Despite popular opinion, the flow of qualified mathematics and science students through the American education pipeline is strong—except among high-achievers, who appear to be defecting to other college majors and fields.
That is the provocative conclusion of a study released last week, which disputes the idea, voiced by many policymakers and others, that students are leaving science, technology, engineering, and mathematics, called STEM, because they lack preparation or ability.
The authors, B. Lindsay Lowell of Georgetown University in Washington and Harold Salzman of New Jerseys Rutgers University, analyzed several longitudinal data sets and found that overall retention in STEM majors and careers remained robust among three generations of students studied from the 1970s through the past decade, with the exception of those in the top tier. Elite students may regard non-STEM fields, such as finance, as more stable or prestigious, the authors speculate; or they may enter related jobs that are not officially categorized as STEM. Their findings are consistent with their previous research, which found that schools produce a sufficient amount of STEM talent, but that much of it is lost in graduate studies and the workforce.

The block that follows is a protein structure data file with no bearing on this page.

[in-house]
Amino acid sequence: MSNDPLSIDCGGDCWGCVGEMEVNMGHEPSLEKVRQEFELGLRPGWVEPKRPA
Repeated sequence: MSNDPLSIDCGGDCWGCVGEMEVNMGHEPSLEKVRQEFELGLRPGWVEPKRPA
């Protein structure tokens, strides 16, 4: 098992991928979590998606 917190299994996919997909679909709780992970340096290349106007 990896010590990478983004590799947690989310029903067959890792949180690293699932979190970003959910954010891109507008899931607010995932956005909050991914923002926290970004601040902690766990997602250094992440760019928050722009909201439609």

A version of this article appeared in the November 04, 2009 edition of Education Week as The ‘Stem’ Pipeline